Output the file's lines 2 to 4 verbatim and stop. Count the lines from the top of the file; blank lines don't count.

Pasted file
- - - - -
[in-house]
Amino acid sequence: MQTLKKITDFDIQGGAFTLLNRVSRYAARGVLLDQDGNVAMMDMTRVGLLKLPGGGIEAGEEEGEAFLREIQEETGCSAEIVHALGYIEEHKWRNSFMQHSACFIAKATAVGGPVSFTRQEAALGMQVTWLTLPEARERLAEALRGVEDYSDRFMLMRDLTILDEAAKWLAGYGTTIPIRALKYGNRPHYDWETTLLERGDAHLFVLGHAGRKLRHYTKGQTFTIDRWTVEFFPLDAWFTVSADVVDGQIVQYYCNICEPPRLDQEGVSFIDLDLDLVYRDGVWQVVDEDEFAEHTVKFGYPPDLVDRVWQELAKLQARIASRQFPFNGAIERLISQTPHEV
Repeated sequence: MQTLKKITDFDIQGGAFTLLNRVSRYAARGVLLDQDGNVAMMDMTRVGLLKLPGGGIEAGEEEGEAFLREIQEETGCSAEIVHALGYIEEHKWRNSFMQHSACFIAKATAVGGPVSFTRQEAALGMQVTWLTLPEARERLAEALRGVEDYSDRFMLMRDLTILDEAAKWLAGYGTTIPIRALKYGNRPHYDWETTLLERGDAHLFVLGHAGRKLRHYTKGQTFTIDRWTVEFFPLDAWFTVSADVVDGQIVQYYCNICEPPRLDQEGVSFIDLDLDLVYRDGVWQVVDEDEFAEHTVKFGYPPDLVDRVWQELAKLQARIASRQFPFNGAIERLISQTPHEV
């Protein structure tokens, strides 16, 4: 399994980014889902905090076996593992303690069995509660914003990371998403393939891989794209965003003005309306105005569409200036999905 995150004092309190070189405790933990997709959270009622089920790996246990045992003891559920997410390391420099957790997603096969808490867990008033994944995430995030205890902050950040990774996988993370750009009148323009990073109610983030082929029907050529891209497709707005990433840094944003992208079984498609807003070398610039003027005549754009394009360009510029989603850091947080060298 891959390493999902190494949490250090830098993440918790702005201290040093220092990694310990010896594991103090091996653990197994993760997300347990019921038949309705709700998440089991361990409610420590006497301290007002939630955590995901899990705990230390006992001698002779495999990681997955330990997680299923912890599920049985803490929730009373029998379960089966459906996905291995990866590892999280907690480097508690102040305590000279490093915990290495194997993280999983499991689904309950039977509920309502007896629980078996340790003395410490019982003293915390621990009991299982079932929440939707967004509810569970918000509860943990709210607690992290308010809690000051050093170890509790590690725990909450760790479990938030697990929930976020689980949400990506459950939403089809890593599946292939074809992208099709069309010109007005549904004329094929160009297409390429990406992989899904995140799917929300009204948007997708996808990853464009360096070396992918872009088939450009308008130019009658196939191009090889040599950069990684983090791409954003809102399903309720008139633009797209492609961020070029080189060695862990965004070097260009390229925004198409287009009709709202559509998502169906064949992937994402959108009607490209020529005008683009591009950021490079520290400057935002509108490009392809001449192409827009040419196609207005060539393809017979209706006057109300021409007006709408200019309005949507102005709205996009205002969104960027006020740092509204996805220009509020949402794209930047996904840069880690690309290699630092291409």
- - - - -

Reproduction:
Amino acid sequence: MQTLKKITDFDIQGGAFTLLNRVSRYAARGVLLDQDGNVAMMDMTRVGLLKLPGGGIEAGEEEGEAFLREIQEETGCSAEIVHALGYIEEHKWRNSFMQHSACFIAKATAVGGPVSFTRQEAALGMQVTWLTLPEARERLAEALRGVEDYSDRFMLMRDLTILDEAAKWLAGYGTTIPIRALKYGNRPHYDWETTLLERGDAHLFVLGHAGRKLRHYTKGQTFTIDRWTVEFFPLDAWFTVSADVVDGQIVQYYCNICEPPRLDQEGVSFIDLDLDLVYRDGVWQVVDEDEFAEHTVKFGYPPDLVDRVWQELAKLQARIASRQFPFNGAIERLISQTPHEV
Repeated sequence: MQTLKKITDFDIQGGAFTLLNRVSRYAARGVLLDQDGNVAMMDMTRVGLLKLPGGGIEAGEEEGEAFLREIQEETGCSAEIVHALGYIEEHKWRNSFMQHSACFIAKATAVGGPVSFTRQEAALGMQVTWLTLPEARERLAEALRGVEDYSDRFMLMRDLTILDEAAKWLAGYGTTIPIRALKYGNRPHYDWETTLLERGDAHLFVLGHAGRKLRHYTKGQTFTIDRWTVEFFPLDAWFTVSADVVDGQIVQYYCNICEPPRLDQEGVSFIDLDLDLVYRDGVWQVVDEDEFAEHTVKFGYPPDLVDRVWQELAKLQARIASRQFPFNGAIERLISQTPHEV
């Protein structure tokens, strides 16, 4: 399994980014889902905090076996593992303690069995509660914003990371998403393939891989794209965003003005309306105005569409200036999905 995150004092309190070189405790933990997709959270009622089920790996246990045992003891559920997410390391420099957790997603096969808490867990008033994944995430995030205890902050950040990774996988993370750009009148323009990073109610983030082929029907050529891209497709707005990433840094944003992208079984498609807003070398610039003027005549754009394009360009510029989603850091947080060298 891959390493999902190494949490250090830098993440918790702005201290040093220092990694310990010896594991103090091996653990197994993760997300347990019921038949309705709700998440089991361990409610420590006497301290007002939630955590995901899990705990230390006992001698002779495999990681997955330990997680299923912890599920049985803490929730009373029998379960089966459906996905291995990866590892999280907690480097508690102040305590000279490093915990290495194997993280999983499991689904309950039977509920309502007896629980078996340790003395410490019982003293915390621990009991299982079932929440939707967004509810569970918000509860943990709210607690992290308010809690000051050093170890509790590690725990909450760790479990938030697990929930976020689980949400990506459950939403089809890593599946292939074809992208099709069309010109007005549904004329094929160009297409390429990406992989899904995140799917929300009204948007997708996808990853464009360096070396992918872009088939450009308008130019009658196939191009090889040599950069990684983090791409954003809102399903309720008139633009797209492609961020070029080189060695862990965004070097260009390229925004198409287009009709709202559509998502169906064949992937994402959108009607490209020529005008683009591009950021490079520290400057935002509108490009392809001449192409827009040419196609207005060539393809017979209706006057109300021409007006709408200019309005949507102005709205996009205002969104960027006020740092509204996805220009509020949402794209930047996904840069880690690309290699630092291409």